Implementation and Innovation in the NSDL by William Arms

September 18, 2008 at 2:07 pm 2 comments

The Cornell demonstration project

Since the Cornell demonstration project, Site for Science [3], became the technical basis for the central NSDL system, it is interesting to compare what was envisioned in 2000 with what has developed since. Reading the Cornell proposal today, with the benefit of hindsight, I am impressed with how strong it was technically and how little emphasis it gave to other important areas.

Today’s central system has many technical similarities with the Site for Science prototype, particularly in the central role of a metadata repository. The details have changed, e.g., a relational database has been replaced by a Fedora repository, but the proposal was explicit about the role of Dublin Core and the importance of compound digital objects. It had an interesting section that anticipates personal information services of the type now known as Web 2.0. The prototype was an early adopter of the OAI-PMH.

Elsewhere, the demonstration project was less strong. There was no recognition of the differences between K-12 and higher education. The focus was on building a virtual library that will be a resource for everybody interested in science. In the tradition of higher education, the goal was to make primary materials available, with no distinction between the library provision for students, teachers, and researchers. There was no understanding that this model of a library needed to be modified for K-12 education.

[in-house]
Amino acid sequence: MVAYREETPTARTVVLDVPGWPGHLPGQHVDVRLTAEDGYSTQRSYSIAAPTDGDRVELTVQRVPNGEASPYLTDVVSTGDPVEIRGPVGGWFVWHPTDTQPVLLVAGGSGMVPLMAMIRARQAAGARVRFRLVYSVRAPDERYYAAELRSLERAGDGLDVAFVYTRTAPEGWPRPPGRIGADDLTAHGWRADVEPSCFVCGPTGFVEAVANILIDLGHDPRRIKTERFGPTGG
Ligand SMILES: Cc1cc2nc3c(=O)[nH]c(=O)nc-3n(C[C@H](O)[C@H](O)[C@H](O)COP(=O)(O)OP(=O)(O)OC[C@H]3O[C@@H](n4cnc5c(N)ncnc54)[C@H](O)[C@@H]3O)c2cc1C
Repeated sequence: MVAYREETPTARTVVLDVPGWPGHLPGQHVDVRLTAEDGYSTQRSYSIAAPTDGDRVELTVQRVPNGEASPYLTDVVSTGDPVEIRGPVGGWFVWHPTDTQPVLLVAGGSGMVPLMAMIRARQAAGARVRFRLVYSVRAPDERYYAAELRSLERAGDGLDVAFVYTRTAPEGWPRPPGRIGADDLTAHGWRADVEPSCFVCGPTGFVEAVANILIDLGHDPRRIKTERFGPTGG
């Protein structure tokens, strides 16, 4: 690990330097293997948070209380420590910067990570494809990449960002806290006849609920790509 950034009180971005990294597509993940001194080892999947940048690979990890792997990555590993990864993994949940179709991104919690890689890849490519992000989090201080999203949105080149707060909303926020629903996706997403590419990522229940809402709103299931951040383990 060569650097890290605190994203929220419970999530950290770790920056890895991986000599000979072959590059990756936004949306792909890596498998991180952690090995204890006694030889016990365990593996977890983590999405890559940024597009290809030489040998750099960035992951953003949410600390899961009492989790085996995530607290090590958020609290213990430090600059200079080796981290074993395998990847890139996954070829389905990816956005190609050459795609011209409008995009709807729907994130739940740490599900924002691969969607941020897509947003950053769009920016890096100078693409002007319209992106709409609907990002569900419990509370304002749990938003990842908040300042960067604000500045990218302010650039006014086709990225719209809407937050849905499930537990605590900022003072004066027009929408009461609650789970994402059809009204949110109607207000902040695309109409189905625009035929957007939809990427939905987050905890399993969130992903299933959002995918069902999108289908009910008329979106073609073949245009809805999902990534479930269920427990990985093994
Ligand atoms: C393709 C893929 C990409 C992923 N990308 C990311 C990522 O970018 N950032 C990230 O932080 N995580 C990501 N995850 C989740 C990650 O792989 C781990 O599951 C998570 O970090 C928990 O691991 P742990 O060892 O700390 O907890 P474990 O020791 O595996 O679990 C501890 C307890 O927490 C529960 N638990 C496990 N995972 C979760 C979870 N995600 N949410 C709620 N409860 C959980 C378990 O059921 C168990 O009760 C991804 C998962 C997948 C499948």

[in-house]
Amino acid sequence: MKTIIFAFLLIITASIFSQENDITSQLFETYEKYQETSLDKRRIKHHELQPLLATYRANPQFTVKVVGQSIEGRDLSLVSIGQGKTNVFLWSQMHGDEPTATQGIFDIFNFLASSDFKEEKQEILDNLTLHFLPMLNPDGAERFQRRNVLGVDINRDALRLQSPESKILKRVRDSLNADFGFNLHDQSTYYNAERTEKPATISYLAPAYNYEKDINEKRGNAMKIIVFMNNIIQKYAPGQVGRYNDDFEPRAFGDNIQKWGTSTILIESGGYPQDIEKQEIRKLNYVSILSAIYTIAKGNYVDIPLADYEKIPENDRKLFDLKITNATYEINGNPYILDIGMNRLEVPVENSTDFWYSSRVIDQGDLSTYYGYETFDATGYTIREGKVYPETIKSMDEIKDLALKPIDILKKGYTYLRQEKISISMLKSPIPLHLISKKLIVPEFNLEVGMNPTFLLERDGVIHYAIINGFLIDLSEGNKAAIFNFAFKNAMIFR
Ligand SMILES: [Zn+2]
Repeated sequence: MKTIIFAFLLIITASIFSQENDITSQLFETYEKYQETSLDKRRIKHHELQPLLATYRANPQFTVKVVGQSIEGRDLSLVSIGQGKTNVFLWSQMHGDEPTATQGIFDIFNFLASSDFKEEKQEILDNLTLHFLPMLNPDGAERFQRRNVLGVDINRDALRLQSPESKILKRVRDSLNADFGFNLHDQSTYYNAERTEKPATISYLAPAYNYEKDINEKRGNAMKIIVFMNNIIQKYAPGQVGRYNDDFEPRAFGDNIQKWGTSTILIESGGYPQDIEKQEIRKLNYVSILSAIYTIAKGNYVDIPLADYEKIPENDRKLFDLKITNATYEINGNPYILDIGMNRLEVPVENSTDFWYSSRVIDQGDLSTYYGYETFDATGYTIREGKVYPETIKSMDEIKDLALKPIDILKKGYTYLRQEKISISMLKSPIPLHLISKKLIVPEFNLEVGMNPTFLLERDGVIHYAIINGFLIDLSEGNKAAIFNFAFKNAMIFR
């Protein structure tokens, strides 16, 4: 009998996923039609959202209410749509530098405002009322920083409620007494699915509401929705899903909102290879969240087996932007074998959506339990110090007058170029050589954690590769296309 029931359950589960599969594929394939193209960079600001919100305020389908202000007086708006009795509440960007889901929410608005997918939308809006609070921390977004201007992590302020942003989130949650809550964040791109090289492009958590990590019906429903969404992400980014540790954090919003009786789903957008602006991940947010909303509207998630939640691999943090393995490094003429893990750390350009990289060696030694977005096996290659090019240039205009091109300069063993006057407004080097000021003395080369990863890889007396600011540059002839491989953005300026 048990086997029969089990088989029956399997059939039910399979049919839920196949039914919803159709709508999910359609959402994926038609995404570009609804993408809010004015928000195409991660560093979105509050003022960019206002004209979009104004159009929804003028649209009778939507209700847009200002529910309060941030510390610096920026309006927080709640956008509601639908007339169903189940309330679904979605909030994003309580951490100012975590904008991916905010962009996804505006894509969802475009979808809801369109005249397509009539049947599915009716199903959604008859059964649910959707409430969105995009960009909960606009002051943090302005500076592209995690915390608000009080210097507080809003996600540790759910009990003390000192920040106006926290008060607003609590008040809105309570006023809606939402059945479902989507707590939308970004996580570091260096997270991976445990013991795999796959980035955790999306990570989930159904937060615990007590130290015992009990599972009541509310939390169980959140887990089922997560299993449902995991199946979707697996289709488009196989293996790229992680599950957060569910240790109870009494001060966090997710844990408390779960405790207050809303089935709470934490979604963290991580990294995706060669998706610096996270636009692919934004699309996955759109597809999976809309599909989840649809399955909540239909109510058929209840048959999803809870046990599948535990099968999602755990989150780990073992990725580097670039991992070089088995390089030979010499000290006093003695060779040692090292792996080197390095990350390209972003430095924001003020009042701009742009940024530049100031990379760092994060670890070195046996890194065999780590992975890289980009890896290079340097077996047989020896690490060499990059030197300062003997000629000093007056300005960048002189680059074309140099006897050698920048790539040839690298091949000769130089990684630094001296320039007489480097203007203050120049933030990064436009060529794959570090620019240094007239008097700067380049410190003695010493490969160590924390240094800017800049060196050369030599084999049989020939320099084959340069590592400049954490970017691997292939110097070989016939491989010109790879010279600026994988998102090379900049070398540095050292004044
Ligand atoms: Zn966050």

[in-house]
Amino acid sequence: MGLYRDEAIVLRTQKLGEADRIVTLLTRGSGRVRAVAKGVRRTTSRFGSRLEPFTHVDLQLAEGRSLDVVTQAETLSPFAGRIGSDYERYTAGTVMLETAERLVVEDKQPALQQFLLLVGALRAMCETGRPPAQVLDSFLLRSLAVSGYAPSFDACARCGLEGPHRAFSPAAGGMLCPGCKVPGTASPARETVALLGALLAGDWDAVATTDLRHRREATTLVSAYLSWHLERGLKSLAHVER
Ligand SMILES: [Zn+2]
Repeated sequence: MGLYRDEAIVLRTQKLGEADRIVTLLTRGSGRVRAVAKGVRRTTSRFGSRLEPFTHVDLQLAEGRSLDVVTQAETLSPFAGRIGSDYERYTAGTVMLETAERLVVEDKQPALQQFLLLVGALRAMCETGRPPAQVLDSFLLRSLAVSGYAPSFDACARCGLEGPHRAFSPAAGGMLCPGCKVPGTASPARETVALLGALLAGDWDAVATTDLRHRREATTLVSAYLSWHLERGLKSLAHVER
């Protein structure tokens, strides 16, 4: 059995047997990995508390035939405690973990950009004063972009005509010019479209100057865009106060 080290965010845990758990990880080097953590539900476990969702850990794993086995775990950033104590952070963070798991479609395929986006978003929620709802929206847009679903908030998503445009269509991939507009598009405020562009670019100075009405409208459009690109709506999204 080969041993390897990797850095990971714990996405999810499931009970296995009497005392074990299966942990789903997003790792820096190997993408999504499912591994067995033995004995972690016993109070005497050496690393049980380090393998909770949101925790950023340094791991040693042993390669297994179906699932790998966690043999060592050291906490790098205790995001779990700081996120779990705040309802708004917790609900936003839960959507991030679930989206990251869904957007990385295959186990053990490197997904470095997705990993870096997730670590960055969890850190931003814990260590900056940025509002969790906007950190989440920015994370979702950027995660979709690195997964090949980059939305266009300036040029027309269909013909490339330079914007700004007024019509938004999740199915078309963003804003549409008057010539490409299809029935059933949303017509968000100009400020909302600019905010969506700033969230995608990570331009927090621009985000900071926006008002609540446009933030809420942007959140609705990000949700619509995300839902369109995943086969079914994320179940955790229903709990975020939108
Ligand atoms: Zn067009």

The organizational issues that frustrated the early years of the NSDL were mainly ignored in the proposal. There was little consideration of how to combine the various small projects into a coherent whole, but it was assumed that there would be a federation with the NSF providing firm direction via the Core Integration team. There was an optimistic assumption that many of the major partners would be external projects that were not funded by the NSF.

The 2000 solicitation had a few sentences on how the NSDL might continue when the original NSF funding expired and the Cornell proposal had a short section on this topic, but only in the context of the central system.

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Entry filed under: NSDL Core Integration. Tags: , , .

Welcome to NSDL Reflections! Reflections on NSDL by Frank Wattenberg

2 Comments Add your own

  • 1. Flora McMartin  |  March 18, 2009 at 4:24 pm

    Bill writes that NSDL has been faced with two challenges: supporting education at all levels and mixing the missions of innovation and implementation. He adds that the “aim was to implement a digital library, but the funding program was more suitable for a broad program of research and development.”
     
    Given the broad and mixed mission, does NSDL need to focus its resources in particular areas to ensure longer term sustainability? What would those areas of focus be, and can digital library services be created that provide value to some set of users or funders?

    Reply
  • […] explaining its 1996-1997 roots in NSF-funded planning studies (see NSDL Reflections Weblog, “Implementations and Innovation in the NSDL” by William Arms). Dr. Linda Slakey, NSF Division of Undergraduate Education Division Director […]

    Reply

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Welcome to NSDL Reflections!

We are collecting the "reflections" on the collaborative development of the National Science Digital Library (NSDL). This site is a place for NSDL participants to “tell the story” of how they think NSDL was formed, grew and is continuing to grow. And for the community to discuss and learn from these reflections.

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